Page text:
A diner enjoys a buffet at a hotel in Guangzhou, Guangdong province.(Photo provided to China Daily)
"A Sunday without brunch is incomplete," said Jarrod Verbiak, head chef of Bistrot B, a French restaurant in a high-end hotel in Beijing.
The restaurant's Sunday brunch for families is served at a well-decorated garden terrace. The menu includes Gillardeau oyster, New Zealand cambarus, and Italy's Prosciutto di Parma ham. These are accompanied by wines and cocktails. For those with the sweet tooth, unlimited freshly baked chocolate cake and multi-flavor ice cream are part of the deal. "With our special menu, we want families and friends enjoy their pleasant weekend here," Verbiak said.
The Sunday brunch can set one back by 450 yuan ($66). A premium version of the brunch, complete with Alaskan king crab, is priced 1,200 yuan.
Jan Stoverink, executive assistant manager of food and beverages at Rosewood Beijing, the hotel that offers the Sunday brunch, said that numerous consumers come to eat at the hotel. "Approximately 85 percent of the guests come from outside. They are not guests staying in the hotel."
Asked why people prefer to eat at restaurants in hotels, Stoverink said: "Hotels not only maintain the features of restaurants like frequent product updates, innovative dishes and operating efficiency, they also use high-quality food materials, hire excellent chefs, maintain strict food safety standards, offer considerate service and present a decent environment. It is hard to maintain all these characteristics at stand-alone restaurants."
Besides, hotels such as Rosewood Beijing offer personalized service. Consumers can order what is not on the menu. They can even buy a totally customized meal.
According to a joint report from the China Cuisine Association and CCTV's financial news channel, the country's catering sales reached 3.96 trillion yuan in 2017, up 10.7 percent year-on-year.
The report said consumers are seeking high-quality catering experiences now. When choosing restaurants, they care most about the environment, and then the taste. The price factor only ranks fourth among their considerations.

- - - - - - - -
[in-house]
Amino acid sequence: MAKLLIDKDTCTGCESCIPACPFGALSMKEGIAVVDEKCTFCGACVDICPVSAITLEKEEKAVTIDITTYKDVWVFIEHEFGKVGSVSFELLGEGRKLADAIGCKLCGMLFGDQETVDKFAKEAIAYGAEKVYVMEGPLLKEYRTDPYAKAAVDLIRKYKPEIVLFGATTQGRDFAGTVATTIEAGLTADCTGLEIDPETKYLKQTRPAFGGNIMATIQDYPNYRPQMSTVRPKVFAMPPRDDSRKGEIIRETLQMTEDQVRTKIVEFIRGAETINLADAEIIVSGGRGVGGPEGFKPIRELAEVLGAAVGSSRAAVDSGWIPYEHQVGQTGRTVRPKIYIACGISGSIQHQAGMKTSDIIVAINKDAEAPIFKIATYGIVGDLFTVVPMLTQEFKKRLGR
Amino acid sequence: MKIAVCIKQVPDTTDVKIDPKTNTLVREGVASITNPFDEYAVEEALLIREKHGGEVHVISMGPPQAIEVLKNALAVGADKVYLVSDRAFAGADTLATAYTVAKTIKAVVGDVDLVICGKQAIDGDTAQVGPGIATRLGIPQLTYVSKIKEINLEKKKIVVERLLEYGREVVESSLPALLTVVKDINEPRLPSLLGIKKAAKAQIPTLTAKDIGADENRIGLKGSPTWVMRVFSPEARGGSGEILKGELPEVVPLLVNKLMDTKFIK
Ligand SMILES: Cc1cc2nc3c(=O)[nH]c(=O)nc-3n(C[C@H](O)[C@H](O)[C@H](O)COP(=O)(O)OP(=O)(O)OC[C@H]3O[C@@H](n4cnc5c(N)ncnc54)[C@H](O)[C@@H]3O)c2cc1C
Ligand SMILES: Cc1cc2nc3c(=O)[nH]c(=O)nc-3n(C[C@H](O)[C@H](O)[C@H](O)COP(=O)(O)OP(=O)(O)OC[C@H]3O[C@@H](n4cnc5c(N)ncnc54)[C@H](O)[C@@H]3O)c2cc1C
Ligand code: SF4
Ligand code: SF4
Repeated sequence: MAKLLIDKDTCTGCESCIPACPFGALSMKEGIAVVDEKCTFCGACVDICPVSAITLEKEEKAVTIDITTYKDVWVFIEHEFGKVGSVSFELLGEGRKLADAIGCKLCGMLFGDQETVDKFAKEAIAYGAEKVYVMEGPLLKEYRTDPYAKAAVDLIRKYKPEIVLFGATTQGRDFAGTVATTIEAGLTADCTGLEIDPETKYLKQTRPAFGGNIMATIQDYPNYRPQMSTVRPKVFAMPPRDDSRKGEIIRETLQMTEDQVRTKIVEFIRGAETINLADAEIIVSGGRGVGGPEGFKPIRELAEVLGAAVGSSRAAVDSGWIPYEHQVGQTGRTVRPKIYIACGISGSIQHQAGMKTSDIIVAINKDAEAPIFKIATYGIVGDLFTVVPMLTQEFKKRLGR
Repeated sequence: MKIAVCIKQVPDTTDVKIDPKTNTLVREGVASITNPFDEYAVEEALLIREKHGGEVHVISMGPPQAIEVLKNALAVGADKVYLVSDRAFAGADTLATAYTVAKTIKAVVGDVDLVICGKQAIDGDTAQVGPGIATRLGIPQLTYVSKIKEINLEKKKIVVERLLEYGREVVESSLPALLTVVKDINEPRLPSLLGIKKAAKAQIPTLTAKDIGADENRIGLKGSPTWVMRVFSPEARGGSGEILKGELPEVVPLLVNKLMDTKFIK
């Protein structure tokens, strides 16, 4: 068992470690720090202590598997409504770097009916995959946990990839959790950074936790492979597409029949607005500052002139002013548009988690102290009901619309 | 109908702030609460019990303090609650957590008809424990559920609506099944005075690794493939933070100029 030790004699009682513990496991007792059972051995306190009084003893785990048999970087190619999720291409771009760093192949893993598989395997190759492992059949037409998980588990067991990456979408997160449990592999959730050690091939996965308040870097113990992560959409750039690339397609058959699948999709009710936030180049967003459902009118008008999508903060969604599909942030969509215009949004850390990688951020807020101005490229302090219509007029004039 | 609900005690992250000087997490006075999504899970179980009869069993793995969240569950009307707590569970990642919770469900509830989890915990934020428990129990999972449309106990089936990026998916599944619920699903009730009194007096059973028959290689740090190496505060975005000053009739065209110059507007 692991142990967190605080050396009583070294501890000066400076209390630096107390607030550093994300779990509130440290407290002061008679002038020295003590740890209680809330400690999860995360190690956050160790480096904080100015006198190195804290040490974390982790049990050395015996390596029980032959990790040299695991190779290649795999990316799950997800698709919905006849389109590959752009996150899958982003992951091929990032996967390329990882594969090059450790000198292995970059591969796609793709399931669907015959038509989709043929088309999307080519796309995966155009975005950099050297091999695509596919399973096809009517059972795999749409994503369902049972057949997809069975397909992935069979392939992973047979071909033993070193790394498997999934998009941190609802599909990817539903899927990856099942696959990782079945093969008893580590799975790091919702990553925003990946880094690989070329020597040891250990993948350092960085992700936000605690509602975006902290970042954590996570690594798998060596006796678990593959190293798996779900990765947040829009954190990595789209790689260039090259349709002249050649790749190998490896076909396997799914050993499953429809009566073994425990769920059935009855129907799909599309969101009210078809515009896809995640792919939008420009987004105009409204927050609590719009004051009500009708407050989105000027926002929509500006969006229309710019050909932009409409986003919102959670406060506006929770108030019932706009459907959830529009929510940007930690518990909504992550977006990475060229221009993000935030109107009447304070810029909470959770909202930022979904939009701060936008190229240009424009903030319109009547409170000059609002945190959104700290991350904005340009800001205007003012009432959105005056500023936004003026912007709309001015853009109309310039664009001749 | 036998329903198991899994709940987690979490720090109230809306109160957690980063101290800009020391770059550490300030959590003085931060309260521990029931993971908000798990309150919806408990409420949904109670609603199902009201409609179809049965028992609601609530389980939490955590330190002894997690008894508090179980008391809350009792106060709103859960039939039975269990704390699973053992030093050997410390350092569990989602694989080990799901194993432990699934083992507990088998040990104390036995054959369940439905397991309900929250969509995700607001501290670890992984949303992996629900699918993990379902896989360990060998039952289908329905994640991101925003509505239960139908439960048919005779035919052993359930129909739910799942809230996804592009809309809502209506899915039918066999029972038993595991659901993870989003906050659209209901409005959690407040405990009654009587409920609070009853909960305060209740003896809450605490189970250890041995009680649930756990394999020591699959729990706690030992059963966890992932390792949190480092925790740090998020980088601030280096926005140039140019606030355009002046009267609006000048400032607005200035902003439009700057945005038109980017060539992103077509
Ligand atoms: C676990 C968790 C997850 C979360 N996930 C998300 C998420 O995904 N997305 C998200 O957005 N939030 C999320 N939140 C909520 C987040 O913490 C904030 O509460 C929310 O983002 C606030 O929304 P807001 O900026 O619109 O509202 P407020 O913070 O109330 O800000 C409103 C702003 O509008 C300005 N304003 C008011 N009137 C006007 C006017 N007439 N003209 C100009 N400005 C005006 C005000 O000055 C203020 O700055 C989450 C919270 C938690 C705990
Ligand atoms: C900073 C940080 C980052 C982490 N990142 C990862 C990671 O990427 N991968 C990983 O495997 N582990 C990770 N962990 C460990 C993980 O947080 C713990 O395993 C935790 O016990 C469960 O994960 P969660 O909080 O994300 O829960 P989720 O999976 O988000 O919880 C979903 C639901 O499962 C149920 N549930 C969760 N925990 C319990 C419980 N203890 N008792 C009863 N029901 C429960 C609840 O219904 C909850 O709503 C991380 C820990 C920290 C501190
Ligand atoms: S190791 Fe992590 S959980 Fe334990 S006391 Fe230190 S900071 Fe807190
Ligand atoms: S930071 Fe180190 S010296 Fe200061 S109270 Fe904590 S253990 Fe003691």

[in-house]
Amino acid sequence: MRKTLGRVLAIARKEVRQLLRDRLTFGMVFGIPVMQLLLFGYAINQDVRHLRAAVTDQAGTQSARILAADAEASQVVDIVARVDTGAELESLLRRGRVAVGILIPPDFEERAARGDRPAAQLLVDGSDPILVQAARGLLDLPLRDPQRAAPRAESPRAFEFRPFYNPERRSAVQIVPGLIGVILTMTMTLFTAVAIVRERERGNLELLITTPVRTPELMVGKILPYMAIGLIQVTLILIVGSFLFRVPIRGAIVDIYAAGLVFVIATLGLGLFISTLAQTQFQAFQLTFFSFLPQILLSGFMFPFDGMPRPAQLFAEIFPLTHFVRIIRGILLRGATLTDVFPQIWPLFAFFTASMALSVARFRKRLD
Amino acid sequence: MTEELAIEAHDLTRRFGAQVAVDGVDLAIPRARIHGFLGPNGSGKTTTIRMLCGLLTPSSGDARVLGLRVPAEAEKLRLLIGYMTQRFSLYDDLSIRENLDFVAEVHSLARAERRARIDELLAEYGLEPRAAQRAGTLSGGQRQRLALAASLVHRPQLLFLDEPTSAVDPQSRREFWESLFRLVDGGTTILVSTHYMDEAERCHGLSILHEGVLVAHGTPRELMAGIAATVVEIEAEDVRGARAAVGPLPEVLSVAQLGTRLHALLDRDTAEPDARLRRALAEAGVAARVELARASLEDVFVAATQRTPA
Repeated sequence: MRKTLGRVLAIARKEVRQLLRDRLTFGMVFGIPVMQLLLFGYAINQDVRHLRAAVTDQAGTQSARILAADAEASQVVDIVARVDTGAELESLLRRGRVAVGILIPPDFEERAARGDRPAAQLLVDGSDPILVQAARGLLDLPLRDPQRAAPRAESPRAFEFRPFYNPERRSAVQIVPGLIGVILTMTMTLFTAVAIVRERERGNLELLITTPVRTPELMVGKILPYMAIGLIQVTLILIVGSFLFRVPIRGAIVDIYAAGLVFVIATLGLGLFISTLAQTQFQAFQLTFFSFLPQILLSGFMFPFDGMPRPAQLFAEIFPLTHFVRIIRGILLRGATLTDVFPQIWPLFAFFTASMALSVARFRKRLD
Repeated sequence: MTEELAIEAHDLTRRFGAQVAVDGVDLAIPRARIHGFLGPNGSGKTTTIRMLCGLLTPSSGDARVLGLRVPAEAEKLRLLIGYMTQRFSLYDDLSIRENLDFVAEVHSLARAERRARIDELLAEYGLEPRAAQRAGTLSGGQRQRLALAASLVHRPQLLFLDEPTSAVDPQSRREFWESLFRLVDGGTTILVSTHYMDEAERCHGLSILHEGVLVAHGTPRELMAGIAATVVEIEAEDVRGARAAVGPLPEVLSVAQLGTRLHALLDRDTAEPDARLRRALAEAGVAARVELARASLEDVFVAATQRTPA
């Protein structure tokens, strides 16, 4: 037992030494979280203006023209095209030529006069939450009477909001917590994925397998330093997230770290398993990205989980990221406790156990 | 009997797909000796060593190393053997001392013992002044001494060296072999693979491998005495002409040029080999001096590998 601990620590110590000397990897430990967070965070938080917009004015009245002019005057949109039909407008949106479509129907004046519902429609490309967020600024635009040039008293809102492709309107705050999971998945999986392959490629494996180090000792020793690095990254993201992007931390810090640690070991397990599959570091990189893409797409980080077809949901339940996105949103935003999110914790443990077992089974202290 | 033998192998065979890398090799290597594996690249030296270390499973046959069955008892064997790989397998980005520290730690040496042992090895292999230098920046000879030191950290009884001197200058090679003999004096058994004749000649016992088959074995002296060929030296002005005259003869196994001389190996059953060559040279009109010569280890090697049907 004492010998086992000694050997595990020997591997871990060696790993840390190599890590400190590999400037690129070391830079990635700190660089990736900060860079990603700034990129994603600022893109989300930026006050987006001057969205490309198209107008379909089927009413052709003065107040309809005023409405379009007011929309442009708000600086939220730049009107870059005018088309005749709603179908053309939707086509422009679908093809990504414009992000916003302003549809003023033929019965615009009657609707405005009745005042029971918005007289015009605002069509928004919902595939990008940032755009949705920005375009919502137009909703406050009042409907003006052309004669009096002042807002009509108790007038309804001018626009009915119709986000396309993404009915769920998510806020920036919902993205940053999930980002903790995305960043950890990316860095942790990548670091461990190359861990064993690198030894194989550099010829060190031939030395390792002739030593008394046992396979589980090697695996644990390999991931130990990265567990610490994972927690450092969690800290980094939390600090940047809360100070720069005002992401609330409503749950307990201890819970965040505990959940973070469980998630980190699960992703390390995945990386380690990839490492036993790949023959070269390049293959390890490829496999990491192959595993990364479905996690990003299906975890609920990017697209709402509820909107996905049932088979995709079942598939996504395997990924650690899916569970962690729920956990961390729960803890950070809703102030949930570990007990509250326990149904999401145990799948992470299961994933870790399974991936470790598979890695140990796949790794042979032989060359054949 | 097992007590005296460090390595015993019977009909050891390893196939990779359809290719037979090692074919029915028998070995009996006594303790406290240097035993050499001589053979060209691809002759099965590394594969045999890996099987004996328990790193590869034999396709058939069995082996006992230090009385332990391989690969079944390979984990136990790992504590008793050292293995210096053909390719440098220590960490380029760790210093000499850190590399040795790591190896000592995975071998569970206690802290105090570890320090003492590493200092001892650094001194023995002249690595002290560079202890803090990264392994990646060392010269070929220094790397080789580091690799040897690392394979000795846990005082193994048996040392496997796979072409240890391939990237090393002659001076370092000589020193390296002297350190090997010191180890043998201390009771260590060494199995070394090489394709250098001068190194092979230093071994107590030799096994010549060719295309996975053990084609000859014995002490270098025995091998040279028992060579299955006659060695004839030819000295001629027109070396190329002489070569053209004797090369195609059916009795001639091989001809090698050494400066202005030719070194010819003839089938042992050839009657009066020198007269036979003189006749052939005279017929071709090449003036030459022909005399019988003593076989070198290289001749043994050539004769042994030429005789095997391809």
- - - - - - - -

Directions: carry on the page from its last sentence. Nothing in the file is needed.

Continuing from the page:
"Consumers look for high-end consumption environment and experience. They want to eat good food in a pleasant environment, demonstrating upgraded consumption demand," said the report.
"Eating at the hotels has gradually become a high-end lifestyle for residents in first-tier cities. More and more city dwellers are willing to come to hotels to have a higher-quality dining experience," said Stoverink.
Catering in first-tier cities is showing a trend of younger consumers (those born in the 1980s and 1990s) driving the change. "I often spend over 1,000 yuan per week eating out. Sometimes we go to high-end hotels for a meal. I like the comfortable environment, which makes me feel relaxed," said Harry Hu, 25, a media professional in Beijing.
Stoverink said the catering sector is expanding rapidly. "Up to 50 percent of our hotel's revenue comes from food and beverages. The catering consumption in first-tier cities demonstrates diversity and variation, and the consumption scenario is turning concrete and fragmented. With these features, the market potential in first-tier cities is easy to be developed."
Zhao Ping, director of the international trade research department of the Academy of China Council for the Promotion of International Trade, said: "Currently, retail sales growth of consumer goods is experiencing a slowdown, as demonstrated by the consumption structure that is shifting from commodity consumption to service consumption. Consumption figures in education, culture, entertainment, sports and tourism all maintained double-digit growth.
"In the first half of this year, food consumption took up only 29.3 percent of residents' expenditure on average, while education, culture and entertainment accounted for 9.2 percent, representing a higher ratio. With people's income going up, they are more willing to buy high-end products, and want to have spiritual satisfaction, rather than crass consumption. This depicts consumption upgrade."